A crisis of democracy?

Writing: Will Lewallen


In 1975 the Trilateral Commission, comprised of liberal elites from the three main global powers at the time: Europe, the US and Japan, published its first report. The report, responding to the rising tide of activism in the 60’s, was titled ‘The Crisis of Democracy’. The concern was that increasingly large proportions of the population who, up till then had been passive, apathetic and obedient, were starting to flex their democratic muscles. Huge swathes of people were suddenly waking up and beginning to press their concerns on the state and it was this ‘excess of democracy’ that, according to S. Huntington who wrote the American section of the report, constituted a crisis.


Today America’s crises are much more overt. Protests sweep across the nation, curfews have been declared and the National Guard tear gas peaceful protesters; and all this is set against the backdrop of the most significant event of the last fifty years, the outbreak of Covid-19. The protests come as retaliation for the death of George Floyd, a 46 year old African-American, who was murdered by Minneapolis Police officer Derek Chauvin after being arrested for trying to pass a counterfeit note. Chauvin knelt mercilessly on Floyd’s neck for the best part of nine minutes. The incident was filmed, the whole world watched and on that day, the 25th May 2020, people all across the world decided enough was enough.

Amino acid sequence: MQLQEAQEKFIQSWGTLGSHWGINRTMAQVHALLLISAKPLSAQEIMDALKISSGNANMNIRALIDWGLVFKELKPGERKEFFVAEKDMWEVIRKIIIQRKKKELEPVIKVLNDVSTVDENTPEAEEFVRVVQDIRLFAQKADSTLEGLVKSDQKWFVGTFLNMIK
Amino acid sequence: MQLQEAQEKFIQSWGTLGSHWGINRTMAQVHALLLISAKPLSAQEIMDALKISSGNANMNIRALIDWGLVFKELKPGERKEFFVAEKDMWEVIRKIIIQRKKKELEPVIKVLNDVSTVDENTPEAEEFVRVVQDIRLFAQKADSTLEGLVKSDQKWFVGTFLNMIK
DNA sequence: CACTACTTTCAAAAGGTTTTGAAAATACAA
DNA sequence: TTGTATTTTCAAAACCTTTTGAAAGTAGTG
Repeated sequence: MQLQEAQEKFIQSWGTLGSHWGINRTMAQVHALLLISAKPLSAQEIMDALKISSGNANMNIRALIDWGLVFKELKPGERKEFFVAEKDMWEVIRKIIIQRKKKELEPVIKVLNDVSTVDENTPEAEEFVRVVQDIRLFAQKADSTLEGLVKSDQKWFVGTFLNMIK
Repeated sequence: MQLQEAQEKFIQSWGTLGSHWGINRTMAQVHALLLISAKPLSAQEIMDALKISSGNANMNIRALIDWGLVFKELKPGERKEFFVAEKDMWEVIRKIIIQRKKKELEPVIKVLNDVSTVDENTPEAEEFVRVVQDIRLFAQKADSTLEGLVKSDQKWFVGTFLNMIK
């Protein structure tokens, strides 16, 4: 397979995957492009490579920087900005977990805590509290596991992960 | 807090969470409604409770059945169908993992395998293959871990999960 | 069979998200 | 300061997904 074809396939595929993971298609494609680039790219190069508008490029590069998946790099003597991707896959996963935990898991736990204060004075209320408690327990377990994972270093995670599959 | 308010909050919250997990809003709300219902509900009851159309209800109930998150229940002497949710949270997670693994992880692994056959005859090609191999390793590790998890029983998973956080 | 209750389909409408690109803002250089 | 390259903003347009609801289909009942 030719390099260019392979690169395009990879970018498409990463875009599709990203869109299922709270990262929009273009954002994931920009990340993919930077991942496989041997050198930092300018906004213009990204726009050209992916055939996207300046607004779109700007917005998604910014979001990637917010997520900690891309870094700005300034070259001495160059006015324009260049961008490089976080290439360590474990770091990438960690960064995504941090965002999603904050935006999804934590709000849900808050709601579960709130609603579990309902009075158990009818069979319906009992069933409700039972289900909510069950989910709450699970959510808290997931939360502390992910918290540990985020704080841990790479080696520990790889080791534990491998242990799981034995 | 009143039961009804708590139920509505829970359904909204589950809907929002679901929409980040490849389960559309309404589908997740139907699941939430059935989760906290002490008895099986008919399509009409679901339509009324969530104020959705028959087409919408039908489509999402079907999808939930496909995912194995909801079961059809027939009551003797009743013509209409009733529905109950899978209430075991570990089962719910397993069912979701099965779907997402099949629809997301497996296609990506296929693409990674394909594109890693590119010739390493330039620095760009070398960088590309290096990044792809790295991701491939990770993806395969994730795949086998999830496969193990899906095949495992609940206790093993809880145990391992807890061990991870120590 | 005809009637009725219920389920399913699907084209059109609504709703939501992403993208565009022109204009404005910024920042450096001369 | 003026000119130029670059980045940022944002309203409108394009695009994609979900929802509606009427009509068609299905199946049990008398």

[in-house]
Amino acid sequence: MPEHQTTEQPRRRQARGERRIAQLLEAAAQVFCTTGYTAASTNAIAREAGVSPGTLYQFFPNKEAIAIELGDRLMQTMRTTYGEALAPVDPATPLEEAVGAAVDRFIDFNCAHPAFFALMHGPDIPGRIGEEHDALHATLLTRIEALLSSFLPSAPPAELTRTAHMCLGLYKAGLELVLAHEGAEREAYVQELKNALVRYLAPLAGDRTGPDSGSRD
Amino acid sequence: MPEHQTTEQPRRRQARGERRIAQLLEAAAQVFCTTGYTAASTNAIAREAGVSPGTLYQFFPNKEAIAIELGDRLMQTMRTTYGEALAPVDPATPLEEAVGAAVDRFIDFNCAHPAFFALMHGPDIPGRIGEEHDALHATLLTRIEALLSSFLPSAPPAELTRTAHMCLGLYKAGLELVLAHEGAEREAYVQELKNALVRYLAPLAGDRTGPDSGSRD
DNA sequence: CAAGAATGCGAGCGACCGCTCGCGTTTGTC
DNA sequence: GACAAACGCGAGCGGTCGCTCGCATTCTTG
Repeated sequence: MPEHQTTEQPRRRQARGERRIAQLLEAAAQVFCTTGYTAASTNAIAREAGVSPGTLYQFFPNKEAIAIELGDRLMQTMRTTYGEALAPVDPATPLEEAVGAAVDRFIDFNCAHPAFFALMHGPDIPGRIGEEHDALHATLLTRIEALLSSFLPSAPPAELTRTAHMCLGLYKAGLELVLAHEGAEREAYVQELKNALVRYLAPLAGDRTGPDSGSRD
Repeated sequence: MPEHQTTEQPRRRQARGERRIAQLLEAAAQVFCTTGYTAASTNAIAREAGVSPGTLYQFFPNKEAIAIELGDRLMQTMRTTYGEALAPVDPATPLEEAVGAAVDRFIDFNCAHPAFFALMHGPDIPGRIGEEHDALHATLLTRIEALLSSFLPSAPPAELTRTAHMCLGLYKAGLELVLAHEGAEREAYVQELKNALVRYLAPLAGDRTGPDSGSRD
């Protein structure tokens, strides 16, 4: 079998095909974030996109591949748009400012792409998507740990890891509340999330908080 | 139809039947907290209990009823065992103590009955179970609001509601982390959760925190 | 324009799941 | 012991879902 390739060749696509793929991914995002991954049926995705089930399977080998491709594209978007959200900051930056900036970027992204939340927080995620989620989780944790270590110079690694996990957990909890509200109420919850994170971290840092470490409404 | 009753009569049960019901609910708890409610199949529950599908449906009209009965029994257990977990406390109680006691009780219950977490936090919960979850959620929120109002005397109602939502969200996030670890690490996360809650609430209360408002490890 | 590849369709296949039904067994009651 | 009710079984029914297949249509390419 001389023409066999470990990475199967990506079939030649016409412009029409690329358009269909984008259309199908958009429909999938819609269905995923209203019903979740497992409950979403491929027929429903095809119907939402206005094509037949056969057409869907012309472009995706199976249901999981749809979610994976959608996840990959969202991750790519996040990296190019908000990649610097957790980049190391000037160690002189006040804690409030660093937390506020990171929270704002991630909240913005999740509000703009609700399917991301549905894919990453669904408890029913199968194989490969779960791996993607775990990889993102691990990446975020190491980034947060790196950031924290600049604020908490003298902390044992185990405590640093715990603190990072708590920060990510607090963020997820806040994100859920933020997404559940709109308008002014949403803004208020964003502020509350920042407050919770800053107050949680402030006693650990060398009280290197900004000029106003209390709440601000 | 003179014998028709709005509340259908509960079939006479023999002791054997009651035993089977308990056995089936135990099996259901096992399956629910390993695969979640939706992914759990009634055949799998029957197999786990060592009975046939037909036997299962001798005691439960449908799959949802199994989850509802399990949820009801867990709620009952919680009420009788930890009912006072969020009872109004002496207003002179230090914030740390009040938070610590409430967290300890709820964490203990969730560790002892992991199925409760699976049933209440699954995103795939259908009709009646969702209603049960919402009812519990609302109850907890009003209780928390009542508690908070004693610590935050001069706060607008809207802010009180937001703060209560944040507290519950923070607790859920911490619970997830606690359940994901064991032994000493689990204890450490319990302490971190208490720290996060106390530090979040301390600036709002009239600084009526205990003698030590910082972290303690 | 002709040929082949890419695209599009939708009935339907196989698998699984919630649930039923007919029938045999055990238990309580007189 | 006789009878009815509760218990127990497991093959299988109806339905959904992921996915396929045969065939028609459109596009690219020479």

The killing comes almost exactly 3 months after the murder of Ahmaud Arbery, another African-American who was jogging around his local neighbourhood when he was chased down and executed. The quick succession of these two high profile cases seem to have stirred something in the American people; a spiritual fatigue permeates the country: there’s only so much injustice the human soul can take. James Baldwin once wrote, “To look around the United States today is enough to make prophets and angels weep”. That was in 1978, yet as photos of military police pepper spraying young black girls circulate our social media, no one can deny its relevance today.


So the seeds of an uprising have been sewn but how ought we proceed? Of course the first port of call should be the ballot box. Despite all their flaws the UK and the US are extremely free countries in many regards and we should not overlook this channel of influence; especially Americans who are entering into, arguably, the most important election cycle ever.


However, despite their merits our democratic systems are, in many ways, extremely limited. In a functioning democracy it should be the case that public policy is a reflection of public opinion, yet this is not what we see. For example, despite a huge majority of Americans supporting some form of national healthcare plan, it remains the only industrialized country on the planet to not have such a system. This disconnect between attitude and policy is partially caused by the fact that the bottom 70% of the U.S. population simply have zero influence on policy makers. In a world ever governed by private tyranny, money talks, and sadly most Americans simply do not have the economic weight to affect policy. In the UK our politics stand slightly more independent of corporate power, for now, yet the system is still very crude. Whilst many follow politics all year round, for most people the only active involvement is pushing one of two, maybe three, democratic buttons once every 5 years. For the remainder, we are meant to be mere spectators.